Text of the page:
SANTA MONICA, Calif.- One year after the March 11, 2011 earthquakes that sent ripples across the auto industry, Japanese car manufacturers are finally back on track in the United States, reports Edmunds.com, the premier online resource for automotive information. Edmunds.com reports that the market share for Japan’s top automakers – most notably Toyota and Honda – are back to pre-earthquake levels following a year of supply shortages and increased prices for some of the most popular vehicles.
“The March 11 earthquake and tsunamis revealed the vulnerabilities of Japan and its once-invincible automotive industry,” says Michelle Krebs, Sr. Analyst at Edmunds.com. “But as humbling as the business fallout was in the weeks and months after the disaster, a lot of credit is due to top company executives who resourcefully restored business operations to ‘normal’ levels in less than a year.”
Japanese automakers did not feel the full business impact of the earthquake until the summer of 2011. That’s when market share and retention rates bottomed out at 12-month lows, to the benefit of U.S., European and South Korean car-makers. Japanese market share in the U.S. fell from 38.5 percent last February to 30.1 percent in June. The rate of customers trading in Japanese vehicles for other Japanese vehicles followed a similar trend.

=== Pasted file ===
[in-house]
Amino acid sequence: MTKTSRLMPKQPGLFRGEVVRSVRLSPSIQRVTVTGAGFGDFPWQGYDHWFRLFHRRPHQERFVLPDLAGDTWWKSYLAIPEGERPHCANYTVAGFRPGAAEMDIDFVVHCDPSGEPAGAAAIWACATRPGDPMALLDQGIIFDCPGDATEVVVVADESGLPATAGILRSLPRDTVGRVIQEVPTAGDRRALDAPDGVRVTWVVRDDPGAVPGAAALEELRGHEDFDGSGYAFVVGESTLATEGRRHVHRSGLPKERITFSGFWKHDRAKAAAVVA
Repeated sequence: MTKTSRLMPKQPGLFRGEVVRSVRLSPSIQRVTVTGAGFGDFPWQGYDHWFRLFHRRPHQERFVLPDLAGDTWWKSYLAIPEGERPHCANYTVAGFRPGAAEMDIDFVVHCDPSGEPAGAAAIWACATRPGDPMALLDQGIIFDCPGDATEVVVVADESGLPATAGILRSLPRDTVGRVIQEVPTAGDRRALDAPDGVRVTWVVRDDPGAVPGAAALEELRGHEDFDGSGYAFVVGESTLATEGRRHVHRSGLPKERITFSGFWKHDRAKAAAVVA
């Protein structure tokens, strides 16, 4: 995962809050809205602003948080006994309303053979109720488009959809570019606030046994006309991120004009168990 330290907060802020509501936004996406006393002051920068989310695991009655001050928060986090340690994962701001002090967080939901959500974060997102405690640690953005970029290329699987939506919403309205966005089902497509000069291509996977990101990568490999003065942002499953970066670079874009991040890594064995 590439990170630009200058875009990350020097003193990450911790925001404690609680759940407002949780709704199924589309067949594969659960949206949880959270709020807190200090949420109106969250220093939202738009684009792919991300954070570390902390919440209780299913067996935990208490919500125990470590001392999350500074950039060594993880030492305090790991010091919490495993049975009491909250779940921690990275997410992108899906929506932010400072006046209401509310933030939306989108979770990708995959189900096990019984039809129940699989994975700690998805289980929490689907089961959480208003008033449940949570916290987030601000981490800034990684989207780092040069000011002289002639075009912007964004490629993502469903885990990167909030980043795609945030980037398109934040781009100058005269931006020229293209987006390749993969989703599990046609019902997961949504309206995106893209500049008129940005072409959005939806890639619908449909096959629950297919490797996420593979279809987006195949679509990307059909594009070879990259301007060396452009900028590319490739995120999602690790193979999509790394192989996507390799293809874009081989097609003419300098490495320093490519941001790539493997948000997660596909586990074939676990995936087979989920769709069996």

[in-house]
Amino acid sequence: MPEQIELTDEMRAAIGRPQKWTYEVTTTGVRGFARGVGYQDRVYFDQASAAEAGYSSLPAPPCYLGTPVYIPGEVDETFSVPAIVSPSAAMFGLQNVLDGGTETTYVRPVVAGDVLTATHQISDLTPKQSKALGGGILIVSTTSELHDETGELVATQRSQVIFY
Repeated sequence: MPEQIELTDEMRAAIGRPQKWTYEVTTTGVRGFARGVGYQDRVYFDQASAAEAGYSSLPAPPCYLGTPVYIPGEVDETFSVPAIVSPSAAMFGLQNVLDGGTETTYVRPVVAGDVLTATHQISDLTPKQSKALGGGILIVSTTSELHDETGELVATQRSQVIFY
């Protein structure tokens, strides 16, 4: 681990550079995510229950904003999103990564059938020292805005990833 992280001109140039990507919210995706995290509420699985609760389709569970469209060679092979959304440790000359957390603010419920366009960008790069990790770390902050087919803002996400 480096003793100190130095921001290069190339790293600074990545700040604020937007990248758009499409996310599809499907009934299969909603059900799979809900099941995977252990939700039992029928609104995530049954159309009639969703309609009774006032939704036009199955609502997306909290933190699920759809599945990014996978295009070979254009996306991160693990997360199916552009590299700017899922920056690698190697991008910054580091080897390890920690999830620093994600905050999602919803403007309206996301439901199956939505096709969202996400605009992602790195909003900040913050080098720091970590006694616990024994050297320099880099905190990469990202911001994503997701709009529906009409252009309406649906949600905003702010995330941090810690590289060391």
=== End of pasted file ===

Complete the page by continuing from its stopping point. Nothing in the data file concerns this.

MARKET SHARE AND TRADE-IN LOYALTY, BY BRAND ORIGIN
|Market Share||Purchase After Japanese Trade-Ins|
As much as Japan struggled to maintain market share last summer, it also fought to reign in pricing, which rose quickly as a result of dwindling supply. From February to June, the average transaction price of a Japanese vehicle climbed $813, or 3.1 percent, from $26,426 to $27,239. South Korean brands Hyundai and Kia prices also climbed more than three percent in this period, but their increases were due to brand momentum, as demonstrated by their significant market share growth (as noted in the above chart.) In the same period, average European brand prices climbed just 0.3 percent, while average American brand prices actually fell 0.9 percent.
But by the end of last month, Japanese brands had almost fully rebounded to pre-earthquake levels. Japanese market share and trade-in loyalty are each less than one percentage point shy from where they stood last February. And the average transaction price for Japanese vehicles is back under $27,000 for the first time since the middle of last year.
“We quickly learned how strong and resilient the Japanese people and Japanese companies really are,” says Krebs. “Their automotive brands could have been down even longer, if not for the perseverance and hard work to get their plants up and running again.”